We’ve heard of leadership styles and communication styles. Have you ever wondered about your listening style? Most self-assessments do not measure how we listen. Yet, we all recognize how important listening is to communication. Many people say that listening ranks much higher than actual discourse ability.
When I created the Say It Just Right model of communication, I included style analysis. For people to communicate well with one another, they need to not only understand their own style preferences, but the style preferences of the other person. Nonetheless, I considered communication style without considering listening style. The more I work with the model and tweak it, the more I realize that listening style plays as important a role in our communication.

So, how can we determine our listening style? Just like the best way to learn your leadership or communication style is by observation, the same is true with listening. Furthermore, if you tend to communicate boldly, you’ll tend to be a bold listener. Hints about the way you listen exist within your personality. Here are some examples. See if you see yourself described below.

Four styles of listening:

1. Compassionate Listener. This person stops whatever he is doing, turns, faces the communicator and gives that person complete attention. The Compassionate Listener watches both verbal and nonverbal messages to understand what the speaker is saying beyond the words. This person rarely turns away from a speaker and rarely talks about himself. If you’ve experienced a Compassionate Listener, you know that you walk away from the experience feeling heard, respected and energized.

2. Too Busy to Listen Listener. This person never stops doing things. Their hands busily scurry across the computer key board, straighten up the house, fiddle with the latest puzzle. The Too Busy to Listen Listener is in a state of constant action. They tell others they cannot sit still. Whenever someone approaches them with something to say, this person thinks, “How long will this take?” Sometimes they ask the other person to come back when things slow down (which is when?). They rarely give the other person full attention because they are multi-tasking. Often messages which are shared get confused in the translation.

3. Trees for Forrest Listener. Here’s a listener who hears words and not meaning. They see the non-verbals but do not connect with them. Instead the Trees for Forrest Listener points out, “But, you said you were happy.” The other person may have made that statement with eyes downcast and in a monotone voice. The Trees for Forrest Listener spends time “listening,” but feels relieved when the person finishes whatever they came to say. They tend to point out discrepancies in the conversation–”A few minutes ago you said you wanted more responsibility, but now you say you’re overwhelmed.” Or they try to laser the conversation, “What exactly did you come to talk to me about?”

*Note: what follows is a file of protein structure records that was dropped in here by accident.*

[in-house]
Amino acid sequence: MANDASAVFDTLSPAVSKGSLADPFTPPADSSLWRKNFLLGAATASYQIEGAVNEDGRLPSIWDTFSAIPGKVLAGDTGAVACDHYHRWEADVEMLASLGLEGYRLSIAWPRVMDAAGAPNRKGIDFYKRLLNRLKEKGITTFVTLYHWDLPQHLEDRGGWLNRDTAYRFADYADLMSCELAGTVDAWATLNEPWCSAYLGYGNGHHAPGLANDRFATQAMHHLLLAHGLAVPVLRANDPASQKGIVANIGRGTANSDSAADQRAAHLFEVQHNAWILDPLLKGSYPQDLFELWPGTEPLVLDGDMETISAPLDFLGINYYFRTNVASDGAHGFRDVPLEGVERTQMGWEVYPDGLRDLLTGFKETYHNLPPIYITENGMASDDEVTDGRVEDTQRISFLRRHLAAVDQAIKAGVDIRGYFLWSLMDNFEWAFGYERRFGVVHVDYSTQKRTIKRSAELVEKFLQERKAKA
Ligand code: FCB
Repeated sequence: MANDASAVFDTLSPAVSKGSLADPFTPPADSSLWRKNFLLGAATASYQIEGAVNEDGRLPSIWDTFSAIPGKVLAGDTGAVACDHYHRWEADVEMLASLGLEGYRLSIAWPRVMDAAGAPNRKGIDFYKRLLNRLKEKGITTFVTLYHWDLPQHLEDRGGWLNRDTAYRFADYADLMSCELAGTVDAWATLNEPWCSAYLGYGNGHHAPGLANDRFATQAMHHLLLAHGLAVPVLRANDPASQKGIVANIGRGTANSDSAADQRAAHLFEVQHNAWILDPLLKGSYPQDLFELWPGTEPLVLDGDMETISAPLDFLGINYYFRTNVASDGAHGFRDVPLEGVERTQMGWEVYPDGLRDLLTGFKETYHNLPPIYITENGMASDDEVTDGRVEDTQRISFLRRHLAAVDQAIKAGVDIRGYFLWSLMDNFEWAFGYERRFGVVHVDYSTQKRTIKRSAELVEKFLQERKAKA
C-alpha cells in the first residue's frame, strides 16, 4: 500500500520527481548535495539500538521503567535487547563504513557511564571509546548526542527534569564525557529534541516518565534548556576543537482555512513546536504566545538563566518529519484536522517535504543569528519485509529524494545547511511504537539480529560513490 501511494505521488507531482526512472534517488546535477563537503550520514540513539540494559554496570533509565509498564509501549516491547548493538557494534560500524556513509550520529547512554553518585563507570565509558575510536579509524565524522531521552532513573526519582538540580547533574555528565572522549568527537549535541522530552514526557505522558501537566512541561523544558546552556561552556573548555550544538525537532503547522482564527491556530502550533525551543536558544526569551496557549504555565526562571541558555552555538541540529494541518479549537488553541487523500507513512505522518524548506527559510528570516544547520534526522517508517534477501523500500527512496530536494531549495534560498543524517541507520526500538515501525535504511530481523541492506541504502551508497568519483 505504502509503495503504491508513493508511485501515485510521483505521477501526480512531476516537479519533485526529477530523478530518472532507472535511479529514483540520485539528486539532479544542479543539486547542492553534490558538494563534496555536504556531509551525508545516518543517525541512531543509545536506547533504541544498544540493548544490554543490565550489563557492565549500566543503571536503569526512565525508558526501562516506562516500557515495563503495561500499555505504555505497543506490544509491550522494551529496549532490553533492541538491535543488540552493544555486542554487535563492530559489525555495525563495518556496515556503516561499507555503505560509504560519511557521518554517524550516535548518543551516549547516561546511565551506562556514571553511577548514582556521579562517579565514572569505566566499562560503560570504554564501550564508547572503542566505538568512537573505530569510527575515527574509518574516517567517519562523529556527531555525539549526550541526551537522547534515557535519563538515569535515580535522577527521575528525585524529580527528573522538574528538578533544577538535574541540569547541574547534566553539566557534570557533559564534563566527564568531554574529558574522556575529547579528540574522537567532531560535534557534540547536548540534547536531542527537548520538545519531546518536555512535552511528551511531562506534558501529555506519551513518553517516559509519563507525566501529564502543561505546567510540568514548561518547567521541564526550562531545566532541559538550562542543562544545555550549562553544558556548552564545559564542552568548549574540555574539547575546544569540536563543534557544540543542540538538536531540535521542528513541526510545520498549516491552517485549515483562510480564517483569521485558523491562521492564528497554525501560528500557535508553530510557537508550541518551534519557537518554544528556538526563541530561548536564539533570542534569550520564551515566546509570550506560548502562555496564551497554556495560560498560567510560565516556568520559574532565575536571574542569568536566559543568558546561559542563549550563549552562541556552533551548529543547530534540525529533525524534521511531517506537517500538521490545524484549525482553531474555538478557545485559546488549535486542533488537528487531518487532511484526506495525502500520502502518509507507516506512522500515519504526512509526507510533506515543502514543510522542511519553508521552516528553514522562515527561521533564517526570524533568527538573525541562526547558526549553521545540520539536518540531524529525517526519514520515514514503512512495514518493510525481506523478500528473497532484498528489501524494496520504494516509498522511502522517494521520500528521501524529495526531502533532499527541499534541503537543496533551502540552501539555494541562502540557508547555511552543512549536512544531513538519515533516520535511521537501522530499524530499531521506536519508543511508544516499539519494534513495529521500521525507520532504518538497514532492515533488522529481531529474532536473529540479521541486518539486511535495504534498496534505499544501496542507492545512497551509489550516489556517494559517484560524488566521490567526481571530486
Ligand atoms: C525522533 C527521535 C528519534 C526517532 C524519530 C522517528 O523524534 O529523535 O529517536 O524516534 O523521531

4. The It’s Me Listener. This person thinks himself a great listener. They love being with other people so they believe they are good at connecting. The problem with their listening is they get in their own way. The It’s Me Listener wants to tell the listener all about themselves and their experiences. Whenever the conversation shifts, the It’s Me Listener changes the subject to whatever happened to him. Usually the conversation ends with each person wondering what the point of the initial discussion was in the first place.

Think about yourself. Are you a Compassionate Listener, a Too Busy to Listen Listener, a Trees for Forrest Listener or an It’s Me Listener. Next time someone says, “Have you got a minute?” pay attention to your own listening style. You may surprise yourself!

To find out how good a listener you are, take this free assessment. http://www.totalcommunicationscoach.com/how-good-a-listener-are-you.htm

Author's Bio: 

Dr. Curtis is CEO of Total Communications Coaching. She's been a leadership consultant for over 20 years and is a communication and business coach. Her clients include executives in a variety of industry. Find out more at TotalCommunicationsCoach.com